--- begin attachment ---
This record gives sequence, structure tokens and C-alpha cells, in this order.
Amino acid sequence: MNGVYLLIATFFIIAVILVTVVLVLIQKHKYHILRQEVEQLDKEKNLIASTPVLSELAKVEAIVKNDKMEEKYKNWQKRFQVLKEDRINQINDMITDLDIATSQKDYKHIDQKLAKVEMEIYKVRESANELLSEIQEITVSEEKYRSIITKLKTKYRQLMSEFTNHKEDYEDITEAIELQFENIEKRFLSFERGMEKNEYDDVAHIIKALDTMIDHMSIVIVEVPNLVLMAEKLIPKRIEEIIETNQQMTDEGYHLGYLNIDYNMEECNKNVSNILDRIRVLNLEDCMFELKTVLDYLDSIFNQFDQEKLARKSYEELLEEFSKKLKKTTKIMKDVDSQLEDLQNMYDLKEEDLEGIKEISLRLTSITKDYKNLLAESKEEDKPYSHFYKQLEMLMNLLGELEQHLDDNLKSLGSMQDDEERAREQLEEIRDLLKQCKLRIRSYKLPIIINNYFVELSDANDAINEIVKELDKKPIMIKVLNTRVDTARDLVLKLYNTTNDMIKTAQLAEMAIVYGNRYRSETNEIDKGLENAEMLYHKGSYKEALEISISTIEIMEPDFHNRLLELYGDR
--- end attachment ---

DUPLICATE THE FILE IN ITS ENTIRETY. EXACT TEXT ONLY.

This record gives sequence, structure tokens and C-alpha cells, in this order.
Amino acid sequence: MNGVYLLIATFFIIAVILVTVVLVLIQKHKYHILRQEVEQLDKEKNLIASTPVLSELAKVEAIVKNDKMEEKYKNWQKRFQVLKEDRINQINDMITDLDIATSQKDYKHIDQKLAKVEMEIYKVRESANELLSEIQEITVSEEKYRSIITKLKTKYRQLMSEFTNHKEDYEDITEAIELQFENIEKRFLSFERGMEKNEYDDVAHIIKALDTMIDHMSIVIVEVPNLVLMAEKLIPKRIEEIIETNQQMTDEGYHLGYLNIDYNMEECNKNVSNILDRIRVLNLEDCMFELKTVLDYLDSIFNQFDQEKLARKSYEELLEEFSKKLKKTTKIMKDVDSQLEDLQNMYDLKEEDLEGIKEISLRLTSITKDYKNLLAESKEEDKPYSHFYKQLEMLMNLLGELEQHLDDNLKSLGSMQDDEERAREQLEEIRDLLKQCKLRIRSYKLPIIINNYFVELSDANDAINEIVKELDKKPIMIKVLNTRVDTARDLVLKLYNTTNDMIKTAQLAEMAIVYGNRYRSETNEIDKGLENAEMLYHKGSYKEALEISISTIEIMEPDFHNRLLELYGDR